Google is pursuing its "Google Shopping Express" service that promises delivery of your order the next day. The goal of quick delivery is one that's been tried before, and is being rolled out by such other retailers as Amazon. If you think that the power of next day delivery is an unnecessary and superfluous move, you should think again.
The extreme examples of fast delivery are obvious - fast food. But in that case the customer is in control of exactly when the food is delivered because they need to visit the restaurant. From a business perspective, FedEx built its world wide business on next day delivery. Other businesses like Business Cards Tomorrow (my own business alma-mater) specializes in just what its name implies - delivering business cards the next day. And there are countless other businesses that depend on getting the goods to their customers the very next day.
For a company like Google or Amazon, the logistics of bringing the components of an order together in time for next-day delivery would seem to be insurmountable. But unlike Amazon's effort that use the company's existing warehouse and distribution system, Google Shopping Express delivers products from local businesses that are picked up and delivered by Google fleets.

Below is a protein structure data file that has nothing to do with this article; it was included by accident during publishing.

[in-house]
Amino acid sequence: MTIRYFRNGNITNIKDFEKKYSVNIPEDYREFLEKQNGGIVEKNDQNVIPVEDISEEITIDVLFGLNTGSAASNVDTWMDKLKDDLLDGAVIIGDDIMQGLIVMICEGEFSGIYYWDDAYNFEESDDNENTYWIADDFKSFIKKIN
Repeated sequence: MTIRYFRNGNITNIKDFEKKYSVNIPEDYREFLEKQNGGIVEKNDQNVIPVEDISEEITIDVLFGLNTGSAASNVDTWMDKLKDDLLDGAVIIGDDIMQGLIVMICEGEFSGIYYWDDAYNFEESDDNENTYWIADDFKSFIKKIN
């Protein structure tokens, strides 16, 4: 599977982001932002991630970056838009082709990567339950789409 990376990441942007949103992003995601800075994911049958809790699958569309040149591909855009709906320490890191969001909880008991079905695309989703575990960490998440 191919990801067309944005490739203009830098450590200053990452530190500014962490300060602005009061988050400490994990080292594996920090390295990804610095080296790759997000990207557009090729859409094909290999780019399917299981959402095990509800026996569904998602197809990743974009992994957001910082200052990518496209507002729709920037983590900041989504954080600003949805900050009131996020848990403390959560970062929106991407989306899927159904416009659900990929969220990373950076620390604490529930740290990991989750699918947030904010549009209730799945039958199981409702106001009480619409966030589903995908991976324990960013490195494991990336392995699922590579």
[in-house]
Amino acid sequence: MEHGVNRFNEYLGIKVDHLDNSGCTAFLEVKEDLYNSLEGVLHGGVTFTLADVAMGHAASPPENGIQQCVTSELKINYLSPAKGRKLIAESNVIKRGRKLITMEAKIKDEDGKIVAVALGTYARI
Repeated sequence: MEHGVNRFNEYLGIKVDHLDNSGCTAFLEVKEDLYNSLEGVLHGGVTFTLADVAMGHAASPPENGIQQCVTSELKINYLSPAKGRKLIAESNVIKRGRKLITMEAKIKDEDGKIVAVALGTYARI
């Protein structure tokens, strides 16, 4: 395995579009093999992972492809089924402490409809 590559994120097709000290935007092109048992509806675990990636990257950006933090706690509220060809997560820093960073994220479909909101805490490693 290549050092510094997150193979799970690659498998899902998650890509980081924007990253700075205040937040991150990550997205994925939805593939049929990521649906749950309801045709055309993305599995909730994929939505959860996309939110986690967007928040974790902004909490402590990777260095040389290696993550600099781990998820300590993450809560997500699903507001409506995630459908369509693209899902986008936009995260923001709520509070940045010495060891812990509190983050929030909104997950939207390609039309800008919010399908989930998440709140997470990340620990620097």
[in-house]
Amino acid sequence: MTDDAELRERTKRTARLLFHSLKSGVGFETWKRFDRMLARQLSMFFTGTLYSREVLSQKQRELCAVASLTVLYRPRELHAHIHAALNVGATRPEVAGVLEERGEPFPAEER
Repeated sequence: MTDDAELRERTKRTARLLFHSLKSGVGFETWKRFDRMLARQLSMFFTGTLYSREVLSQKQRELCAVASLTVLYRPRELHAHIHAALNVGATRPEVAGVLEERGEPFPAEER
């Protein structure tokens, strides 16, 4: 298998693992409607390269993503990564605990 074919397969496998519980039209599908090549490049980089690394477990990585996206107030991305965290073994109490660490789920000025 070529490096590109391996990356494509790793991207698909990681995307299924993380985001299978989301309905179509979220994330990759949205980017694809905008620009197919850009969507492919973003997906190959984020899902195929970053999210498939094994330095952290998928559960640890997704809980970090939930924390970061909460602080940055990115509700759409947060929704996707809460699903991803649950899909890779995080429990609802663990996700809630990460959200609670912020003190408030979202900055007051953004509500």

Sound familiar? It's the grocery delivery service of the early 21st century but built out with more serious finances behind it. Does this put any additional pressure on supply chain issues? For retailers wanting to play with Google in this venture, it would seem the main requirement would be real time inventory and some kind of in-store fulfillment process. Lots of grocery stores already have 'order by phone / pick up at the store' services in place. So they may not have much of a leap to join the party.
But getting listed as one of Google's suppliers may be a challenge for smaller retailers. A look at the current list of stores shows only large retailers are currently signed up. My guess is that we are still very early in the 'get it to me tomorrow' world. Standardized inventory systems can help, but the problems still live within the businesses that don't provide real time inventory. And that's not something that is going to be resolved any time soon.